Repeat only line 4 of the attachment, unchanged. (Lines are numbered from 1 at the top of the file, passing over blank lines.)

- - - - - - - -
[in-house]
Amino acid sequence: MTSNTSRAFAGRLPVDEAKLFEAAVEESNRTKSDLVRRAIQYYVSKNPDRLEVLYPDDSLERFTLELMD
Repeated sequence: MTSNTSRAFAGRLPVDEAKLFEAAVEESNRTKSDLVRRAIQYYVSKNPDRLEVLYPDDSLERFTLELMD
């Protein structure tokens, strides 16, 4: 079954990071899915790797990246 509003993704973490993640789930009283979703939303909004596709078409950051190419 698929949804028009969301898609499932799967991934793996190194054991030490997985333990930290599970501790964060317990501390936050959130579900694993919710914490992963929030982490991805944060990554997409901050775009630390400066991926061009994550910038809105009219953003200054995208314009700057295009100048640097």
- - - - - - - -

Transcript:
């Protein structure tokens, strides 16, 4: 079954990071899915790797990246 509003993704973490993640789930009283979703939303909004596709078409950051190419 698929949804028009969301898609499932799967991934793996190194054991030490997985333990930290599970501790964060317990501390936050959130579900694993919710914490992963929030982490991805944060990554997409901050775009630390400066991926061009994550910038809105009219953003200054995208314009700057295009100048640097």